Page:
Construction in city centres is rarely trouble free, but there are parts of Glasgow which provide particular headaches. The area around the city's new Concert Hall is a case in point.
Sandstone beneath this part of Glasgow was quarried by earlier developers, and used for many of the city's 19th century buildings.As a result, the area is honey- combed by old excavations which have been infilled and built over, with little evidence on the surface. Fortunately, archived records of quarrying activities exist.
Developers building the six-storey with basement fourstar Lange Hotel on the corner of Port Dundas Road and Renfrew Street, soon discovered there was a possibility of buried quarries beneath the site.
'Desk studies indicated that there were two quarries below the site, separated by a narrow ridge, but there wasn't much more information, ' says consultant URS Thorburn Colquhoun's Alan Swanson.'One of the first priorities was to locate the edges of the quarries, the slopes and the condition of the rock at the base.'
Part of the site of the eastern quarry had been occupied by a 1930s building with a basement which went down to the old quarry floor.However, as the hotel developers wanted to make full use of the whole site, the new building is basically triangular, extending over the ridge and projecting over the western quarry at the south west corner.
Compounding these problems are the twin tunnels for the Glasgow Underground which run directly under the site, with the crown of the tunnels only 19m below the surface.
URS Thorburn Colquhoun undertook a detailed survey of the tunnel before work started, accompanied by representatives of the Strathclyde Passenger Transport Executive (SPTE) and the demolition contractor. No serious defects were found.
Keller Ground Engineering also carried out preliminary down-the-hole hammer rock drilling in the tunnel area to confirm the SPTE survey. But SPTE placed stringent restrictions on acceptable vibrations on the tunnels during both the site investigation and construction work.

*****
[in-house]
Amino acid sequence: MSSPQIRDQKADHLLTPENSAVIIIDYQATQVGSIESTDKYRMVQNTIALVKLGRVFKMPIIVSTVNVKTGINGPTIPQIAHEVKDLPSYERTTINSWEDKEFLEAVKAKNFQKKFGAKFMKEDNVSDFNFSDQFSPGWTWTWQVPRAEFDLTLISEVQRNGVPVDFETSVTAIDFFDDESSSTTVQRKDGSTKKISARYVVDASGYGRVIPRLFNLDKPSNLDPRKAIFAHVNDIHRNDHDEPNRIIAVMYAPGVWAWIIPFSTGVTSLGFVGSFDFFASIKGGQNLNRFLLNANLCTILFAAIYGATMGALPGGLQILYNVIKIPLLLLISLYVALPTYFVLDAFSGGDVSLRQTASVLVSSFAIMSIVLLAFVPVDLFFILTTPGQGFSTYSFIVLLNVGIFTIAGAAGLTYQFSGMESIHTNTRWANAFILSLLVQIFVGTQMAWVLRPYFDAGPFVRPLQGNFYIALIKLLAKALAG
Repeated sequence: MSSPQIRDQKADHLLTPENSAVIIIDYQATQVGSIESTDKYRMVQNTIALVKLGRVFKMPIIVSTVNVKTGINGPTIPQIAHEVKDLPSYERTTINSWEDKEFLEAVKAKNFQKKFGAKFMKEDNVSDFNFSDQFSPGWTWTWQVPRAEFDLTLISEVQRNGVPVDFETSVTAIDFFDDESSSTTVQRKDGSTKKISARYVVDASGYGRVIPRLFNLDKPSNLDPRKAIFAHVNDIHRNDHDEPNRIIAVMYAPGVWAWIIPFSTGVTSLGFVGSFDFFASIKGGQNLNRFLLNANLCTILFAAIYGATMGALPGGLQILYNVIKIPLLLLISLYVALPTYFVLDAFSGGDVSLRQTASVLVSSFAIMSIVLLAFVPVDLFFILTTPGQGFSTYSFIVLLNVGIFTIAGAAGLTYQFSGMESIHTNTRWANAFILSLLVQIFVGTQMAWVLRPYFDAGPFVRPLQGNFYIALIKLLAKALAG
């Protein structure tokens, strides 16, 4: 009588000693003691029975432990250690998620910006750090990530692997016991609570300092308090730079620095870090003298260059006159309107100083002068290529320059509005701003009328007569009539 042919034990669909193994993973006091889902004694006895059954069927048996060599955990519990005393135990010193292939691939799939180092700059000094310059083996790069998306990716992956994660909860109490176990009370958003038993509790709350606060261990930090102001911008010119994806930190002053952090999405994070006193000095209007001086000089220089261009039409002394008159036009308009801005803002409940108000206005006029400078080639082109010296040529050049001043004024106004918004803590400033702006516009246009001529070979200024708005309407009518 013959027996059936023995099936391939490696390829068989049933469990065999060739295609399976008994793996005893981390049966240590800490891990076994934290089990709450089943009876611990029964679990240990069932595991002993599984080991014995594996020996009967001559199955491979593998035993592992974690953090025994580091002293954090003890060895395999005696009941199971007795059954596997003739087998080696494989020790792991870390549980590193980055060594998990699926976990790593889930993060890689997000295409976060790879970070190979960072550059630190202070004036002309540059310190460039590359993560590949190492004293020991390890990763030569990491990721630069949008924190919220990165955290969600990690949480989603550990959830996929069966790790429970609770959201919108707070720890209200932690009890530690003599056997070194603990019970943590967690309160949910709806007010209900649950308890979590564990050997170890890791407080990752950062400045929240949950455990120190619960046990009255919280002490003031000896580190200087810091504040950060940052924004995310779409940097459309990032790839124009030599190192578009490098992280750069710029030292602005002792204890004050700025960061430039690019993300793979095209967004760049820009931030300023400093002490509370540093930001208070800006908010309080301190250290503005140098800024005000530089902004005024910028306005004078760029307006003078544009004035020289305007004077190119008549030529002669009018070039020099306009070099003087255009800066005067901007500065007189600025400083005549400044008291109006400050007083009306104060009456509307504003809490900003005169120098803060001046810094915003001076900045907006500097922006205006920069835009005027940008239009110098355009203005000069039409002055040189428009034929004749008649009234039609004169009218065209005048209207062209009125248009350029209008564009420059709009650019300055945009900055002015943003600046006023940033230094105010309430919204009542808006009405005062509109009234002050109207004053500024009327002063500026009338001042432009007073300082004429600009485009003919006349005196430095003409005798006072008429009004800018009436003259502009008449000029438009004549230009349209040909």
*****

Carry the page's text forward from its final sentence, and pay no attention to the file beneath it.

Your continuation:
The overall picture that emerged from the site investigation was that the two quarries were markedly different.
The eastern quarry - beneath the site of the old building - was shallower, with comparatively gentle sloping sides. Infilled with a mixture of ash, sand, clay and rubble, sandstone was encountered at depths between 3m and 7m.The upper 1m to 3m of the rock was weak and decomposed, with competent material at between 6.5m and 7m.
The western quarry was deeper, its base at around 10.5m to 11m and it had much steeper sides.The upper 3m to 4m of fill consisted of a mixture of ash, brick and rubble, with sand and clay below. Sandstone on the narrow ridge between the two quarries was only 1m below the surface, but again was weak and decomposed, with good rock about 3m down.
URS Thorburn Colquhoun designed the foundations and proposed a combination of piers over the shallower sections and bored piles in the deep quarry.Piling work was carried out by Keller Ground Engineering as subcontractor to the main contractor, Dawn Construction.
Two types of piles were used. In the western quarry the diameter was 190mm and 200mm, with working loads from 200kN to 425kN.These were installed by a Casagrande M6A drilling rig using a down-the-hole hammer, cased through the overburden and socketed into the sandstone.
Using a flexible tremie pipe, the boreholes were filled with a 1:1 sand/cement grout and reinforced for their full length. The piles are between 0.6m and 1.5m apart, with most placed in the south west corner of the site, where the quarry is deepest.Pile length was limited to 15m in this area because the underground tunnels run beneath this part of the site. Drilling effect on the tunnel linings was carefully monitored during the work.
Piles in the eastern quarry, were 450mm diameter bored cast insitu reinforced concrete piles put down using a Soilmec R412 track mounted rig.Penetrating up to 4m into the rock, they were constructed principally in pairs on either side of the original south eastern side of the old building and in two groups on the northern section of the site. Design loads vary from 1,200kN to 1,500kN.
All the surface areas around the concert hall had been covered by decorative stone flags and these had to be removed from the working area before construction could start.
The area is busy, with pedestrians heading to the nearby bus station and Queen Street railway station, so for safety the site was fenced in with high hoarding.
'There wasn't a great deal of room to manoeuvre, ' says Keller Ground Engineering's Nick Sharp.'Getting the large Soilmec rig on site was quite difficult and we had to be careful to keep the sound to acceptable levels.The tunnels created a bit of a problem but for the most part construction was straightforward.'
Despite restrictions, the piling work was completed within the three weeks specified. The tunnels were resurveyed and no defects found.